An Independent Children's Lawyer (ICL) is appointed by the Court to represent and promote the best interests of a child in family law proceedings. The ICL must act independently of the Court and the parties and use their own judgement to determine what orders would promote the best interests of the child. The ICL is required to consider the views of a child (where they are able to express them), however, this does not mean that the child becomes a decision-maker in the court process.
In family law parenting proceedings, if it appears to the Court that the child's best interests in the proceedings should be independently represented, section 68L of The Family Law Act (1975) enables the Court to make an order for the appointment of an Independent Children's Lawyer.
An Independent Children's Lawyer (ICL) is typically appointed by the Court when one of the parties applies and/or one or more of the following situations are present:
The primary responsibilities of the ICL are to:
An ICL will typically:
make arrangements to obtain independent expert evidence, including from the Court Children’s Service.
In many situations, the appointment of an ICL is funded under a Commonwealth, State or Territory Legal Aid Scheme. Whilst some ICLs may be privately funded, the Court generally considers ICLs to be unfunded and therefore makes orders requiring the parties to share the costs associated with the appointment of the ICL.
Depending on a party’s financial circumstances, an application may be made to the Legal Aid Commission for a waiver of their contribution to the costs of the ICL's appointment. Whether that party’s costs can be waived will depend on evidence being provided of their financial position.
It is important to note that even if a waiver has successfully been obtained, this does not prevent the ICL from seeking costs against that party at a later stage, particularly if that party's financial position has changed over time.
When the Court makes an order for an ICL, it also requests the Legal Aid Commission in the State or Territory in which the proceedings are being conducted to make an appointment of an ICL to that case.
Each State or Territory Legal Aid Commission has a panel of practitioners that have completed specialist training through the Family Law Section of the Law Council of Australia and are able to satisfy the commission that they have appropriate experience and expertise to be included on that panel.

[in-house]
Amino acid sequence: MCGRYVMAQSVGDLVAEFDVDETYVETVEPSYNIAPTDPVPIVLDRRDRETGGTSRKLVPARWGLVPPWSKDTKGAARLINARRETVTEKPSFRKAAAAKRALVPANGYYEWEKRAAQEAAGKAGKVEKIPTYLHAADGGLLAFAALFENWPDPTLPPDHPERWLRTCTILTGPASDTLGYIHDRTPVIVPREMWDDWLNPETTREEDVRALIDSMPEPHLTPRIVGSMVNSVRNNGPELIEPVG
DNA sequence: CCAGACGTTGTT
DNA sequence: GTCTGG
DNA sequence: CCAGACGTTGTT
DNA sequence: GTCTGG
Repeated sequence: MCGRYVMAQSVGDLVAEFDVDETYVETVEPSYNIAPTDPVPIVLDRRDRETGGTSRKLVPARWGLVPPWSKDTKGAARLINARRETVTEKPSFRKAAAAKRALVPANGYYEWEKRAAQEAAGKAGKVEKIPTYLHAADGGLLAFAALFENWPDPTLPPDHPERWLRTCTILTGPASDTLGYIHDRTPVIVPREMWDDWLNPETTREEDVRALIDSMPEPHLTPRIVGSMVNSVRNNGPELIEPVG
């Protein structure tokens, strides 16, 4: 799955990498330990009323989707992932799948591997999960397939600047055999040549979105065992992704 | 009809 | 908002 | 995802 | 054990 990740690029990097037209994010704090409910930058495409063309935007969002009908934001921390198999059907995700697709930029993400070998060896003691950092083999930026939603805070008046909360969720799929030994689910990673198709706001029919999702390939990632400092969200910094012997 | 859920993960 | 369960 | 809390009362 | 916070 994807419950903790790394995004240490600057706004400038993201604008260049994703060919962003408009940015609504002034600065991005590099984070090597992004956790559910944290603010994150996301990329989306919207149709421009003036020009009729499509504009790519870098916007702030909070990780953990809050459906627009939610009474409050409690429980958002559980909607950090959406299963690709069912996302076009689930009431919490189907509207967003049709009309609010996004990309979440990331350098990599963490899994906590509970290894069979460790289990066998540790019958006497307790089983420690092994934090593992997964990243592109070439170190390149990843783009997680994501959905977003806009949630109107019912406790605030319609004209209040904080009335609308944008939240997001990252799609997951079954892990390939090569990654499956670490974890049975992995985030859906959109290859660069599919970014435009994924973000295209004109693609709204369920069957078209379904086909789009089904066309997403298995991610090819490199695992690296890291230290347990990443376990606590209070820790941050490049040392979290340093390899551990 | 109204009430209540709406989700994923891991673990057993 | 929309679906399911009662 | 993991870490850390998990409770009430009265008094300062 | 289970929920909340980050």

The panel typically consists of in-house solicitors who work for the commission and solicitors from privately run firms who seek to undertake this type of work.
Understandably most parents want to distance their child from what is going on when family law proceedings are on foot. This becomes a bit more difficult when the Court decides that the child's interests should be independently represented and an ICL is appointed.
How parents choose to discuss this with their child will ultimately be guided by the age of their child and their ability to understand what is going on and why they need to meet with the ICL. In recognition of this difficulty, National Legal Aid have produced a range of brochures (available in both downloadable PDF format or interactive videos) aimed at various age groups to assist the child in understanding the court process and the role of the ICL.
If you have any further questions about the role of the Independent Children's Lawyer or a parenting dispute in general, you should contact one of our experienced family law solicitors who can assist you with any of your family law queries.
For more information or to arrange a consultation with a lawyer, you can call or email us.
This article is of a general nature and should not be relied upon as legal advice. If you require further information, advice or assistance for your specific circumstances, please contact E&A Lawyers.
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